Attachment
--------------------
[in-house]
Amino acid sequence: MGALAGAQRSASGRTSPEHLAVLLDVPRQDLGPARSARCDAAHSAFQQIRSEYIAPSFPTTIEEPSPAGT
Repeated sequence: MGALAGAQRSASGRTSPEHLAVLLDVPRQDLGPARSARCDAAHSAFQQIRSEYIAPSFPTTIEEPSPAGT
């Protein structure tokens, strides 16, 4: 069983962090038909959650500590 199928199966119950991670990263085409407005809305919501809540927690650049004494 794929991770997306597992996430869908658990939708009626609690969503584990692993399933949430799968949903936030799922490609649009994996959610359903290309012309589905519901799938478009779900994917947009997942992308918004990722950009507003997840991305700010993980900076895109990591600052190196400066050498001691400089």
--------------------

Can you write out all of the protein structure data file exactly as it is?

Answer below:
[in-house]
Amino acid sequence: MGALAGAQRSASGRTSPEHLAVLLDVPRQDLGPARSARCDAAHSAFQQIRSEYIAPSFPTTIEEPSPAGT
Repeated sequence: MGALAGAQRSASGRTSPEHLAVLLDVPRQDLGPARSARCDAAHSAFQQIRSEYIAPSFPTTIEEPSPAGT
């Protein structure tokens, strides 16, 4: 069983962090038909959650500590 199928199966119950991670990263085409407005809305919501809540927690650049004494 794929991770997306597992996430869908658990939708009626609690969503584990692993399933949430799968949903936030799922490609649009994996959610359903290309012309589905519901799938478009779900994917947009997942992308918004990722950009507003997840991305700010993980900076895109990591600052190196400066050498001691400089």